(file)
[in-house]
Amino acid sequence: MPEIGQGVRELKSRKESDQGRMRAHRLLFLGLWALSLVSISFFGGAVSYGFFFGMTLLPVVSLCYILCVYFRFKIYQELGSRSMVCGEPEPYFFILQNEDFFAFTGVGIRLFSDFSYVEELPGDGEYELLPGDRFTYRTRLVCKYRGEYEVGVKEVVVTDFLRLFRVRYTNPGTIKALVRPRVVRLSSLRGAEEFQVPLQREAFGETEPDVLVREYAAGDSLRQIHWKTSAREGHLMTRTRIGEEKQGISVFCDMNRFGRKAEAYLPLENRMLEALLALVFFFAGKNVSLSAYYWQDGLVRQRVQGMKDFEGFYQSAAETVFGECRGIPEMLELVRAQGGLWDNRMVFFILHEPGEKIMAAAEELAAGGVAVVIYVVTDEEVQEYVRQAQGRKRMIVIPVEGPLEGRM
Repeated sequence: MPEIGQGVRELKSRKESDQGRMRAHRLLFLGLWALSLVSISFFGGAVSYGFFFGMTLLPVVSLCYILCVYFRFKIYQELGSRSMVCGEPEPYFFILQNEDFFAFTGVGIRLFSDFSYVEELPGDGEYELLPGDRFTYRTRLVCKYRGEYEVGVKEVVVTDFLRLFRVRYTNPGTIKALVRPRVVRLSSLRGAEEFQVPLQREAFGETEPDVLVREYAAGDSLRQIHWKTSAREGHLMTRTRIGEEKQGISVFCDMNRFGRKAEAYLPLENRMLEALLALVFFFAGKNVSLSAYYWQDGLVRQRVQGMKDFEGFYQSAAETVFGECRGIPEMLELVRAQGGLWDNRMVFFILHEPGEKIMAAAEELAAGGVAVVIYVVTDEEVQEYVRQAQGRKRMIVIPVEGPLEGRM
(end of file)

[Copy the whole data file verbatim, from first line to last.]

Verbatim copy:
[in-house]
Amino acid sequence: MPEIGQGVRELKSRKESDQGRMRAHRLLFLGLWALSLVSISFFGGAVSYGFFFGMTLLPVVSLCYILCVYFRFKIYQELGSRSMVCGEPEPYFFILQNEDFFAFTGVGIRLFSDFSYVEELPGDGEYELLPGDRFTYRTRLVCKYRGEYEVGVKEVVVTDFLRLFRVRYTNPGTIKALVRPRVVRLSSLRGAEEFQVPLQREAFGETEPDVLVREYAAGDSLRQIHWKTSAREGHLMTRTRIGEEKQGISVFCDMNRFGRKAEAYLPLENRMLEALLALVFFFAGKNVSLSAYYWQDGLVRQRVQGMKDFEGFYQSAAETVFGECRGIPEMLELVRAQGGLWDNRMVFFILHEPGEKIMAAAEELAAGGVAVVIYVVTDEEVQEYVRQAQGRKRMIVIPVEGPLEGRM
Repeated sequence: MPEIGQGVRELKSRKESDQGRMRAHRLLFLGLWALSLVSISFFGGAVSYGFFFGMTLLPVVSLCYILCVYFRFKIYQELGSRSMVCGEPEPYFFILQNEDFFAFTGVGIRLFSDFSYVEELPGDGEYELLPGDRFTYRTRLVCKYRGEYEVGVKEVVVTDFLRLFRVRYTNPGTIKALVRPRVVRLSSLRGAEEFQVPLQREAFGETEPDVLVREYAAGDSLRQIHWKTSAREGHLMTRTRIGEEKQGISVFCDMNRFGRKAEAYLPLENRMLEALLALVFFFAGKNVSLSAYYWQDGLVRQRVQGMKDFEGFYQSAAETVFGECRGIPEMLELVRAQGGLWDNRMVFFILHEPGEKIMAAAEELAAGGVAVVIYVVTDEEVQEYVRQAQGRKRMIVIPVEGPLEGRM